Many retailers today have embraced the slick combination of data and customer experience to join the pack of leading innovators in customer experience. But there are still many retailers trying to figure out their next move, or even worse, not responding to the changing consumer behaviour.
In his book, The Retail Revival, Doug Stevens recommends to retailers to have either a high fidelity or a high convenience model as their overall goal so that they don’t get stuck in the average middle. Products are now available across a variety of channels, so it's no longer the product that differentiates itself but the service that is attached to the product.
In this 30 minute video from Thoughtworks Live Europe 2014, Josh Siegel, former CIO of the Natural Market Food Group, refers to the evolution of the retail shopping experience...from the transition of the traditional brick-and-mortar stores’ single channels to multi channel all the way up to omni channel. But what's next?
Natural Market Foods took the retail experience to the next level. Known as ‘multiplexing’, it's when you take multiple channels and types of technology and integrate them to offer a great experience for the customer. The retailer who is positioned to enable the customer journey through whichever channels the customer chooses, whenever the customer wants, wins.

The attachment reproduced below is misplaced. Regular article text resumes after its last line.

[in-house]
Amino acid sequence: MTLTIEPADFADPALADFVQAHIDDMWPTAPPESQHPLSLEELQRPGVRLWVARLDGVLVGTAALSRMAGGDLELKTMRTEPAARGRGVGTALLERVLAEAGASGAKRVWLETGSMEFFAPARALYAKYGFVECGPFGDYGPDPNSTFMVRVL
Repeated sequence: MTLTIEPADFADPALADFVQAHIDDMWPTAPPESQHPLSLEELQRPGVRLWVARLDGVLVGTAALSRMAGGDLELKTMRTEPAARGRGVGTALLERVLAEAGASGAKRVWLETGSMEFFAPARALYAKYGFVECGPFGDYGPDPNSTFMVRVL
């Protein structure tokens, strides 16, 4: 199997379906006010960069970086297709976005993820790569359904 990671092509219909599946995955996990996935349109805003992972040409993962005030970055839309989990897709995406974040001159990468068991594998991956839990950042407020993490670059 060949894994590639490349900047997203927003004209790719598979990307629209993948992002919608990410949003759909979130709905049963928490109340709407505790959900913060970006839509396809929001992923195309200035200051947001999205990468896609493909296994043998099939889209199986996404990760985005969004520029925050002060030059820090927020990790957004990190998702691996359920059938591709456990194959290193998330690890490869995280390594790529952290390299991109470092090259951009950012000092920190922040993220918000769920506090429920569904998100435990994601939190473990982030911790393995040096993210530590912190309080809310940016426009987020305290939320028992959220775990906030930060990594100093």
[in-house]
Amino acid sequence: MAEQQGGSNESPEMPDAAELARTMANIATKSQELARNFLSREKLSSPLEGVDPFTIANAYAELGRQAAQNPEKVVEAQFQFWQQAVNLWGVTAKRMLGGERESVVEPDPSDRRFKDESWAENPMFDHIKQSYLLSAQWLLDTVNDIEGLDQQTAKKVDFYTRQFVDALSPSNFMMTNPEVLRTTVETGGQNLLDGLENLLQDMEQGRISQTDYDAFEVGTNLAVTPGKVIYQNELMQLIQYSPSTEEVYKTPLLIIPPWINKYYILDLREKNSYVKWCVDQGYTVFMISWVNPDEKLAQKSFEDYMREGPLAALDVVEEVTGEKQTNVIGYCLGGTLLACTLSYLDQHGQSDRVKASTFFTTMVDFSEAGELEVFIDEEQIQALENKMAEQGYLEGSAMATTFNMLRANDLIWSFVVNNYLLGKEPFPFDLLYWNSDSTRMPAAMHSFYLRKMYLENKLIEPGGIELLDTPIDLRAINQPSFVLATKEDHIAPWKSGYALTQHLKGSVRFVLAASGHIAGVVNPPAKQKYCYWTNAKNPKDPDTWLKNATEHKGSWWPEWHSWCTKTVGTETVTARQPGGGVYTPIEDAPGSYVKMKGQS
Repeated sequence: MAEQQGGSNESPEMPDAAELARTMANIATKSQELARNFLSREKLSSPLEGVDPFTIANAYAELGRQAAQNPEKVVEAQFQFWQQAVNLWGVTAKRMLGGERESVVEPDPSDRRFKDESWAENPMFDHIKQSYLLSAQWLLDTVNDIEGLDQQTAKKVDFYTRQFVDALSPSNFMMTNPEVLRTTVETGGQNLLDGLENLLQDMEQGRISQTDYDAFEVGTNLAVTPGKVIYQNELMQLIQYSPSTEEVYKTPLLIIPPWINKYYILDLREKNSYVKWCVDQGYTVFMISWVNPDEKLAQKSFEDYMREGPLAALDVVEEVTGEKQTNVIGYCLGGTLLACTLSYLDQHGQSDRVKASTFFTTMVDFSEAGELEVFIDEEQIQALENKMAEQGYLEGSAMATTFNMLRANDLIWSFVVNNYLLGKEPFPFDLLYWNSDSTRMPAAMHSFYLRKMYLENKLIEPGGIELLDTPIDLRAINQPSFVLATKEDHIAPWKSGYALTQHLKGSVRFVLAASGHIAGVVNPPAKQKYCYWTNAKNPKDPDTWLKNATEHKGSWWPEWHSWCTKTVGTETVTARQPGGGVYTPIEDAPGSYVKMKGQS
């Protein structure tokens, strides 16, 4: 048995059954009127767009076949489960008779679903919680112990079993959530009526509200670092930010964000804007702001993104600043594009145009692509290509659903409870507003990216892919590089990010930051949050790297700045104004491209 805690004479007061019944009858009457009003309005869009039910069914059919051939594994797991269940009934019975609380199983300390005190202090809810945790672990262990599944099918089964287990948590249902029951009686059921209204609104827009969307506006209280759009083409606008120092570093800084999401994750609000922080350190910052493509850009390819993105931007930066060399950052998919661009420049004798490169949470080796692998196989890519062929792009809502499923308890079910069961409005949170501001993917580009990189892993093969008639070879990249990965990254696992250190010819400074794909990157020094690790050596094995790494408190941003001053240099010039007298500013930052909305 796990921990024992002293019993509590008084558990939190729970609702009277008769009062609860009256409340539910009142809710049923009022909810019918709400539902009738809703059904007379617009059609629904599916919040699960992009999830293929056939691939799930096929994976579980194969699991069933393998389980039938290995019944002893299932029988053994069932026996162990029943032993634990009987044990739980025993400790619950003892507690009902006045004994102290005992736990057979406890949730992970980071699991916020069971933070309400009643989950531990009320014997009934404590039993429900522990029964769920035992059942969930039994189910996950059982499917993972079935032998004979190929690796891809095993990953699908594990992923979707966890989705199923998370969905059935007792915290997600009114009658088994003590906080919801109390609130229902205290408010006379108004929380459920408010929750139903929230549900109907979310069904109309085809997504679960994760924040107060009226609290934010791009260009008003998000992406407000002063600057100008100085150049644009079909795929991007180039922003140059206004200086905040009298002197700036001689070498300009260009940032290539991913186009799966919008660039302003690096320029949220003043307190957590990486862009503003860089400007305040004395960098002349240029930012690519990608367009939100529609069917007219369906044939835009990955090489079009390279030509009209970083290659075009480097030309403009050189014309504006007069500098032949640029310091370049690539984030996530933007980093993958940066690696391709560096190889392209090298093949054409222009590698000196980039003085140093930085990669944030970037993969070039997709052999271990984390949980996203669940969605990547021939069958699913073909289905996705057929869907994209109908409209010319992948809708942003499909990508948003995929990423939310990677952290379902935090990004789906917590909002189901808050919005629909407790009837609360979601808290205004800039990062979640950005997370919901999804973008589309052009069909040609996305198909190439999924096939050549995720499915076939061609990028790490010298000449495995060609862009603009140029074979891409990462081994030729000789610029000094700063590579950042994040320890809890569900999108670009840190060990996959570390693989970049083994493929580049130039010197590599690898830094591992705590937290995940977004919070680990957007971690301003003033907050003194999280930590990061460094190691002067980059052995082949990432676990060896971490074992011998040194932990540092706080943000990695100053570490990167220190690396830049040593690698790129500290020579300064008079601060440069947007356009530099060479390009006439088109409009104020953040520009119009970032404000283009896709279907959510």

In the end, Natural Market Foods was able to create a high fidelity and high convenience approach, which isn’t possible with unresponsive and slow technology. They built replaceability into their revolutionary architecture, which gave them the ability to scale and remain differentiated in the market. They created multiplexing, remembering that the most expensive resource is the customer’s time and attention, while not forgeting the importance of convenience.
Going back to the high fidelity or high convenience model, it’s imperative to remember to consider which axis your retail organisation needs to focus on so that you stay ahead.
Disclaimer: The statements and opinions expressed in this article are those of the author(s) and do not necessarily reflect the positions of Thoughtworks.